There are 2 ways you can delete a partition in Linux:
- Using the fdisk command-line utility
- Using the Gparted GUI tool
Delete a Partition Using the fdisk Command-line Tool
The fdisk command-line utility is a tool that ships with every Linux distribution and comes in handy when you want to create or delete hard disk partitions.
Usually, partitions take naming conventions, as shown below:
For IDE drives: /dev/hdx e.g /dev/hda , /dev/hdb, /dev/hdc
For ISCI disks: /dev/sdx e.g /dev/sda, /dev/sdb, /dev/sdc
Before deleting a partition, it is imperative that you back up all the files and directories since they are going to be wiped out.
In my system, I have attached a removable drive, /dev/sdb, with 2 partitions. To display the partitions, I will execute the fdisk command as shown. If you are using a regular user, ensure to use the sudo command since fdisk requires elevated privileges.
Alternatively, you can use the lsblk command to get a better visual as follows:
The drive has 2 partitions: /dev/sdb1 and /dev/sdb2. I’m going to delete the second partition, which is /dev/sdb2.
To get started, invoke the fdisk command-line tool:
Next, you will be prompted to enter a command to proceed. Type ‘P’ to print the existing partitions on the drive.
Command (m for help): p
To remove the partition, type the letter ‘d’ which stands for delete and
Command (m for help): d
Thereafter, provide the partition number. In my case, I will type 2 and press “ENTER” since this is the partition that I intend to delete.
Partition number (1, 2, default 2): 2
You will be notified that the partition has been removed or deleted. You can cross-check by printing out the partitions again by typing the p command.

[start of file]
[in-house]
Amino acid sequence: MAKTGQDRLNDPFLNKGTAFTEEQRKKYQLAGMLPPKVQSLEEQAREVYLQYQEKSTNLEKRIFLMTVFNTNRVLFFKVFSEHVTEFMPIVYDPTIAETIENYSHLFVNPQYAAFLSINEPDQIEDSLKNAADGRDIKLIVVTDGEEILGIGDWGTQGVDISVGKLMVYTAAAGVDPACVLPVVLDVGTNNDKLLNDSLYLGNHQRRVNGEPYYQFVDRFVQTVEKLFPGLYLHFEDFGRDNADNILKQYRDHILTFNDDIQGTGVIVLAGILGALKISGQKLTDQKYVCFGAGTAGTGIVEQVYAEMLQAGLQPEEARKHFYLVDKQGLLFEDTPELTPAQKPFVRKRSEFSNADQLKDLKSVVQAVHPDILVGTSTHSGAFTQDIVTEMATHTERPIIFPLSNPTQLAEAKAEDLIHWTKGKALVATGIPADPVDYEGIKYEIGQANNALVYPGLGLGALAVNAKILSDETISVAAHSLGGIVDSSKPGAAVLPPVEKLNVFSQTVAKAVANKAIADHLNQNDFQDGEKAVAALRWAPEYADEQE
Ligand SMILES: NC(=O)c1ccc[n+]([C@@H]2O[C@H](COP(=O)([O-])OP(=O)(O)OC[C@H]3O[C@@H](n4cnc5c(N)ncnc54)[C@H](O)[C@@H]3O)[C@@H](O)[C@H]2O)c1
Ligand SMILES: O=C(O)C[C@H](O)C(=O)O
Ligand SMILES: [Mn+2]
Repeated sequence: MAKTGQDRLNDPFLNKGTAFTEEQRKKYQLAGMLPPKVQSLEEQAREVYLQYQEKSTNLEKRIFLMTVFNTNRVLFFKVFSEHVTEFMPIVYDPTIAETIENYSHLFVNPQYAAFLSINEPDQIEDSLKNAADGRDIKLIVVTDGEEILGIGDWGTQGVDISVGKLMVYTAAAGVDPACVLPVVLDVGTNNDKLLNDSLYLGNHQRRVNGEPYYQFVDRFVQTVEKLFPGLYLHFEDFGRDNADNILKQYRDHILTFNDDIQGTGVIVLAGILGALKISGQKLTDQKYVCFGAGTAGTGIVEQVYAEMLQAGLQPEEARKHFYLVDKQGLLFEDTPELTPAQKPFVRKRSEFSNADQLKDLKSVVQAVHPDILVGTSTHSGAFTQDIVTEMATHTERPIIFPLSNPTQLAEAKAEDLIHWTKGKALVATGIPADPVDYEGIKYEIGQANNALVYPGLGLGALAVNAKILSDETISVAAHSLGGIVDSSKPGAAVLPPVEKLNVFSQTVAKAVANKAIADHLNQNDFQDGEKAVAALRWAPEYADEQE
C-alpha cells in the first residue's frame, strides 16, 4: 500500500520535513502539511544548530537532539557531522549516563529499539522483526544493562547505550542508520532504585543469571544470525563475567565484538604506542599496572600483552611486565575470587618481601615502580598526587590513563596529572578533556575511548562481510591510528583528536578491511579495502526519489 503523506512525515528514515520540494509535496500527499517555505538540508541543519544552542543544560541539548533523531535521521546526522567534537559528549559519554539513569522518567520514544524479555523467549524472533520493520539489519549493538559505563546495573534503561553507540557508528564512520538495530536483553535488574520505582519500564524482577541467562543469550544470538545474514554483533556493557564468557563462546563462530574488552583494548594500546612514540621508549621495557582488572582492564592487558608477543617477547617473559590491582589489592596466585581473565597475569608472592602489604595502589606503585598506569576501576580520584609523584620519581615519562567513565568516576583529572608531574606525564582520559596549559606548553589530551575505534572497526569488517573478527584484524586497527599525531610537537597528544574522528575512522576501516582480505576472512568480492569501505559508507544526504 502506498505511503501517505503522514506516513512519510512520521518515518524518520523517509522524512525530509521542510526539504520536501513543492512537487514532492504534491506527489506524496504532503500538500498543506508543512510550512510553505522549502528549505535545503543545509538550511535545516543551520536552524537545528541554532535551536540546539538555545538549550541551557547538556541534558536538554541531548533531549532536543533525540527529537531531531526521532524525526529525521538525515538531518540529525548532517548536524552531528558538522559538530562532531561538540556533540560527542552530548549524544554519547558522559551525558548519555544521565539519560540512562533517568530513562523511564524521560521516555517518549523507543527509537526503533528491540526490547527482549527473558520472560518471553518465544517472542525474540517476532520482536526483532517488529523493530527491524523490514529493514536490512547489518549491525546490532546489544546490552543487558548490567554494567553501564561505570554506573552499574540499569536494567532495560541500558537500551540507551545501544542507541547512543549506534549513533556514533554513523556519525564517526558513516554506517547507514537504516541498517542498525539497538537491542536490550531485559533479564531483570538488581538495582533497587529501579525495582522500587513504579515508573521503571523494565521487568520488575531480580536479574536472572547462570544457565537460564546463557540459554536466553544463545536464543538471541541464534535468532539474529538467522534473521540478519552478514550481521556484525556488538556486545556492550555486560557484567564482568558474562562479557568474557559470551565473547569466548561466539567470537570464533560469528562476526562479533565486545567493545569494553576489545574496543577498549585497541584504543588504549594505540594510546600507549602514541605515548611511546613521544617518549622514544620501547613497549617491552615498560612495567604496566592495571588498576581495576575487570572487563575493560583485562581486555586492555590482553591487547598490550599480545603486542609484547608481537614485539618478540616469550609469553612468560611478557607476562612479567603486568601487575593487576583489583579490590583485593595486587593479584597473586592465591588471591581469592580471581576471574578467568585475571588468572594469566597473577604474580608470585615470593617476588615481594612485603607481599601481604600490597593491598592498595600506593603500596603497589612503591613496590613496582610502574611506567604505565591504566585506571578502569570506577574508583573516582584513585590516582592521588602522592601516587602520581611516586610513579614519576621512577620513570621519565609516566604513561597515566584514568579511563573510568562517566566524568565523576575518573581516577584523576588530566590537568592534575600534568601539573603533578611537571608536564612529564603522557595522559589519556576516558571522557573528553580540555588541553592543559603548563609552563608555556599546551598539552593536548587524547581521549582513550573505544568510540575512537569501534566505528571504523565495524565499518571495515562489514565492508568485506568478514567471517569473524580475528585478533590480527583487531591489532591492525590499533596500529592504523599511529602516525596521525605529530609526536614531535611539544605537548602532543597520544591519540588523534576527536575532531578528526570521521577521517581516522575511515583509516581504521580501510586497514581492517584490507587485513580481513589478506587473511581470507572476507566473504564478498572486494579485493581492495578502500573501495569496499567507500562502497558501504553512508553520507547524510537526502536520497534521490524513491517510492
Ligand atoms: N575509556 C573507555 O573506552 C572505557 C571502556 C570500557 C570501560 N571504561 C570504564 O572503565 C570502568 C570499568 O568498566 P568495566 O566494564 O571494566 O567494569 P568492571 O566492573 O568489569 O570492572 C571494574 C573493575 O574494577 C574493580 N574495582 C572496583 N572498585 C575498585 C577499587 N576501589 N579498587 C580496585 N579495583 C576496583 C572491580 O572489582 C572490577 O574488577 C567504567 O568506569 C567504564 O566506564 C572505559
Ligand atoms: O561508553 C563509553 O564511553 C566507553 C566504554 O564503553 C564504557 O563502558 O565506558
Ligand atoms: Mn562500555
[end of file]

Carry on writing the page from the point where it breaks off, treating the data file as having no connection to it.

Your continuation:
At the bottom of the snippet below, only /dev/sdb1 is listed.
To save changes to the disk, type w for write and press “q” to quit the fdisk shell.
As before, confirm the existing partitions using the fdisk tool.
Delete a Partition Using the GParted Tool
Gparted is a powerful graphical tool that allows you to view, resize, create and delete your partitions. It is open-source and absolutely free and can be installed as follows:
For Debian/Ubuntu Distributions
For Debian/Ubuntu distros, run the command below to install Gparted:
For CentOS-based systems, first, install EPEL. Then install Gparted using the yum package manager:
$ sudo yum install gparted
For Arch and Arch-based distros, invoke:
To launch Gparted, run the following command on the terminal:
Also, you can use the application manager to search and launch the GUI utility.
Provide your password to authenticate and hit “ENTER”.
Once authenticated, Gparted will present the partitions on the main hard drive on which Linux is installed, in my case, it’s /dev/sda.
Since the partition to be deleted is located on the removable drive, which is not listed, we will switch to that hard drive.
To do so, we will go to Gparted > Devices > /dev/sdb
We now have the partitions of the second hard drive listed, as shown below:
To delete the second partition (/dev/sdb2), we will unmount it first. So, right-click and select “unmount”.
Next, right-click on the /dev/sdb2 partition, and select the “delete” option, which ultimately removes or deletes the partition.
Immediately, you will realize that the partition is labeled “Unallocated” and at the bottom left corner of the Gparted window, you will notice an alert informing you of a pending operation. The reason you are getting this is that we have not saved the changes to the disk.
Click on the checkmark, as indicated, to apply the changes made.
When prompted whether to proceed with the pending operations, click on “Apply”.
Ultimately, the writing process will conclude and the changes saved. Click on the “close” button.
We have covered two ways that you can employ to delete a logical partition in Linux: fdisk utility and Gparted GUI tool. If you find this informative, send us a like and share this guide.